Shatter to act on vulnerable prisoners
New procedures will be put in place for the transfer of vulnerable prisoners following the death of a man by suicide in a holding cell following a court appearance over a year ago, Minister for Justice Alan Shatter said.
Mr Shatter today published the investigation by Inspector of Prisons, Judge Michael Reilly, into the circumstances surrounding the death of Shane Rogers at Cloverhill Courthouse in Dublin on December 20th, 2011.
Mr Rogers from Inniskeen, Co Monaghan died had been charged with the murder of Crossmaglen GAA player James Hughes (35).
He had pleaded guilty to murdering Mr Hughes and to wounding taxi driver Anthony Callan from Ardee, Co Louth, and a former girlfriend, Patricia Byrne, from Louth village, in Dundalk on Sunday, December 11th, 2011.
The report into the events found that Mr Rogers had been a high-profile prisoner whose mental health vulnerability at the time of his arrest and his committal to prison was “clearly identified”. He had expressed an intention to take his own life from the time he presented himself to gardaí at Carrickmacross on the morning of December 11th, and also told his solicitor that he intended to kill himself.
A forensic mental health team considered Mr Rogers a cause for concern because of the nature of his crime, because it was his first time in prison, because of the flagging by the court of his suicidal ideation and the publicity surrounding his case.
The inspector said he was satisfied that the assessments on Mr Rogers by the mental health team were “thorough and comprehensive”.
His vulnerability was known to prison staff at Cloverhill on December 20th, but this knowledge had not been transferred to the staff escorting Mr Rogers on that date.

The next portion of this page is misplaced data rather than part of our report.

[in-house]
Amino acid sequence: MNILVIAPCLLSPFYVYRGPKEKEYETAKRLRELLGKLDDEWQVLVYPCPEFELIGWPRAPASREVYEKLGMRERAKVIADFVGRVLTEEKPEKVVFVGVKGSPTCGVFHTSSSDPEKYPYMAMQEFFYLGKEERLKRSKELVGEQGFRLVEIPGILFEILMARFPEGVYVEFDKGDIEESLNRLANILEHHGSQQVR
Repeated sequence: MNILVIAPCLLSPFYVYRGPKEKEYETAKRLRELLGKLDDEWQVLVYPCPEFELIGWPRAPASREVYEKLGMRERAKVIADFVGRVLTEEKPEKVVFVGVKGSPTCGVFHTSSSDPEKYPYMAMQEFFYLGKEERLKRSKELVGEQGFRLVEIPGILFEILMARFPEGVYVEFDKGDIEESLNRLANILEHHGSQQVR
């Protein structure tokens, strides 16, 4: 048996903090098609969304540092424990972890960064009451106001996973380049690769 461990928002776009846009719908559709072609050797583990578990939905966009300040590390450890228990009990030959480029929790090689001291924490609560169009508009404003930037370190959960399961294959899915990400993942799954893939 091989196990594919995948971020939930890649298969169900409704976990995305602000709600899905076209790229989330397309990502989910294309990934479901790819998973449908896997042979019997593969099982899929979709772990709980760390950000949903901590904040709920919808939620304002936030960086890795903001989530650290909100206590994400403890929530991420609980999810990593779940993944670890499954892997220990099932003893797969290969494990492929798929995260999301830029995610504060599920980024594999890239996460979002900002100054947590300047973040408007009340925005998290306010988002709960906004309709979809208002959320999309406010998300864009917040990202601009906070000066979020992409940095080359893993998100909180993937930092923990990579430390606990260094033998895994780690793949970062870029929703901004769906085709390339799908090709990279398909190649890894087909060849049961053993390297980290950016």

The escorts are undertaken by the Prison Service Escort Corps, a standalone unit within the prison service, with a separate management team and a separate governor. The report found that the prison escort service had no system for identifying and risk-assessing prisoners transferred to its custody.
No standard operating procedure existed within the prison service covering either the definition of or the management of vulnerable prisoners.
The report said prison officers should continuously monitor those prisoners who had been assessed as presenting a significant risk of suicide or serious self-harm where such prisoners were removed from prison for any purpose, including attendance at court.
Judge Reilly also said the Irish Prison Service should advise all staff of the need for confidentiality around serious incidents affecting prisoners and that breaching this confidentiality would amount to a serious breach of discipline.
The report outlined that the Governor of Cloverhill Prison had asked one of the chaplains to call the family of the late Mr Rogers to advise them of his tragic death on December 20th 2011. When the chaplain got through to the family, however, they already knew about the death as a newspaper had contacted them.
Mr Shatter said the report was being taken seriously by the Irish Prison Service and the director general had put in place an action plan, setting specific objectives and timeframes for implementing the inspector’s recommendations.
Enhanced governance and audit arrangements would be introduced to ensure that standard operating procedures, governors’ and chiefs’ orders were implemented and all staff would be reminded of their obligations and duties.
“I have been assured by the director general that action has already been taken by prison management in relation to a number of issues,” he said.
Enhanced arrangements had already been introduced in relation to the notification of the vulnerable status of prisoners to escort staff.
"Furthermore, all vulnerable prisoners are now returned to Cloverhill Prison immediately upon completion of their court appearance," Mr Shatter said.
The report had also been sent to the Courts Service which would implement the recommendations falling under its remit.
“Having ensured the immediate putting in place of an action plan, I fully expect the recommendations contained in the report to be acted upon and all necessary steps taken to ensure the deficiencies identified by the Inspector are addressed and that such a tragic occurrence can be avoided in the future,” Mr Shatter said.